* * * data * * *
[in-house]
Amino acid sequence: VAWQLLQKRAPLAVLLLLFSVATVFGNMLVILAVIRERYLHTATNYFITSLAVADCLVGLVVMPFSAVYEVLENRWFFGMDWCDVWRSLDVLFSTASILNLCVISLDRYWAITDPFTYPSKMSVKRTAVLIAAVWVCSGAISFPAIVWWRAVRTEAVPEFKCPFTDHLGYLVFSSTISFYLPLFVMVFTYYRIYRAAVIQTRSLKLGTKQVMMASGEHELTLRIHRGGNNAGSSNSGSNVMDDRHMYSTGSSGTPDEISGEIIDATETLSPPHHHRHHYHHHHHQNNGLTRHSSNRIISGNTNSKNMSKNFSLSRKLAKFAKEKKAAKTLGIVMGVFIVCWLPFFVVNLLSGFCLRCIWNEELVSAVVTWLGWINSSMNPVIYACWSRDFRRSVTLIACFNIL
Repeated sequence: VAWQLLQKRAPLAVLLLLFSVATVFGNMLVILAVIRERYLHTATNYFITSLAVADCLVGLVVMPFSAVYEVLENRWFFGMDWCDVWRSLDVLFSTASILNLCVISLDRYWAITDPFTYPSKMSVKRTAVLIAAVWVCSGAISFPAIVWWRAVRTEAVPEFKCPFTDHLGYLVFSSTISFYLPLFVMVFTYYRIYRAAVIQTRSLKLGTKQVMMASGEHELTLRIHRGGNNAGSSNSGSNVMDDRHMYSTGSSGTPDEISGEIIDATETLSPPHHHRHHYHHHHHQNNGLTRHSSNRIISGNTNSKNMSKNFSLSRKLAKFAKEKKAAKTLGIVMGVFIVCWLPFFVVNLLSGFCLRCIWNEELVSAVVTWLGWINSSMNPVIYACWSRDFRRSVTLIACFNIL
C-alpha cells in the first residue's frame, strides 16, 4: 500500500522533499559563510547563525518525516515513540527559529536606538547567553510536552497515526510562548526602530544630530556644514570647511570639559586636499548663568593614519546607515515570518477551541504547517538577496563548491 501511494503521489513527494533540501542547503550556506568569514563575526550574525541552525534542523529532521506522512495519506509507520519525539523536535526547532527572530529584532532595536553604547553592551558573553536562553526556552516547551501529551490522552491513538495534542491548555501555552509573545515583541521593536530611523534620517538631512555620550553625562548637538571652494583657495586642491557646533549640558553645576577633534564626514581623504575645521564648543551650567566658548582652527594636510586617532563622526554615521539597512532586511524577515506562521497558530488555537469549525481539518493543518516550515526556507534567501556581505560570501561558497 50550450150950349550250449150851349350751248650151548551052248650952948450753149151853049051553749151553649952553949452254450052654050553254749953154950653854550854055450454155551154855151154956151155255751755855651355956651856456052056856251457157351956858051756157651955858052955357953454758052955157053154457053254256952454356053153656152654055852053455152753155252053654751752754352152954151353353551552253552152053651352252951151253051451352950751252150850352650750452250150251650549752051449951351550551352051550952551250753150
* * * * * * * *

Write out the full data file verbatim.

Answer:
[in-house]
Amino acid sequence: VAWQLLQKRAPLAVLLLLFSVATVFGNMLVILAVIRERYLHTATNYFITSLAVADCLVGLVVMPFSAVYEVLENRWFFGMDWCDVWRSLDVLFSTASILNLCVISLDRYWAITDPFTYPSKMSVKRTAVLIAAVWVCSGAISFPAIVWWRAVRTEAVPEFKCPFTDHLGYLVFSSTISFYLPLFVMVFTYYRIYRAAVIQTRSLKLGTKQVMMASGEHELTLRIHRGGNNAGSSNSGSNVMDDRHMYSTGSSGTPDEISGEIIDATETLSPPHHHRHHYHHHHHQNNGLTRHSSNRIISGNTNSKNMSKNFSLSRKLAKFAKEKKAAKTLGIVMGVFIVCWLPFFVVNLLSGFCLRCIWNEELVSAVVTWLGWINSSMNPVIYACWSRDFRRSVTLIACFNIL
Repeated sequence: VAWQLLQKRAPLAVLLLLFSVATVFGNMLVILAVIRERYLHTATNYFITSLAVADCLVGLVVMPFSAVYEVLENRWFFGMDWCDVWRSLDVLFSTASILNLCVISLDRYWAITDPFTYPSKMSVKRTAVLIAAVWVCSGAISFPAIVWWRAVRTEAVPEFKCPFTDHLGYLVFSSTISFYLPLFVMVFTYYRIYRAAVIQTRSLKLGTKQVMMASGEHELTLRIHRGGNNAGSSNSGSNVMDDRHMYSTGSSGTPDEISGEIIDATETLSPPHHHRHHYHHHHHQNNGLTRHSSNRIISGNTNSKNMSKNFSLSRKLAKFAKEKKAAKTLGIVMGVFIVCWLPFFVVNLLSGFCLRCIWNEELVSAVVTWLGWINSSMNPVIYACWSRDFRRSVTLIACFNIL
C-alpha cells in the first residue's frame, strides 16, 4: 500500500522533499559563510547563525518525516515513540527559529536606538547567553510536552497515526510562548526602530544630530556644514570647511570639559586636499548663568593614519546607515515570518477551541504547517538577496563548491 501511494503521489513527494533540501542547503550556506568569514563575526550574525541552525534542523529532521506522512495519506509507520519525539523536535526547532527572530529584532532595536553604547553592551558573553536562553526556552516547551501529551490522552491513538495534542491548555501555552509573545515583541521593536530611523534620517538631512555620550553625562548637538571652494583657495586642491557646533549640558553645576577633534564626514581623504575645521564648543551650567566658548582652527594636510586617532563622526554615521539597512532586511524577515506562521497558530488555537469549525481539518493543518516550515526556507534567501556581505560570501561558497 50550450150950349550250449150851349350751248650151548551052248650952948450753149151853049051553749151553649952553949452254450052654050553254749953154950653854550854055450454155551154855151154956151155255751755855651355956651856456052056856251457157351956858051756157651955858052955357953454758052955157053154457053254256952454356053153656152654055852053455152753155252053654751752754352152954151353353551552253552152053651352252951151253051451352950751252150850352650750452250150251650549752051449951351550551352051550952551250753150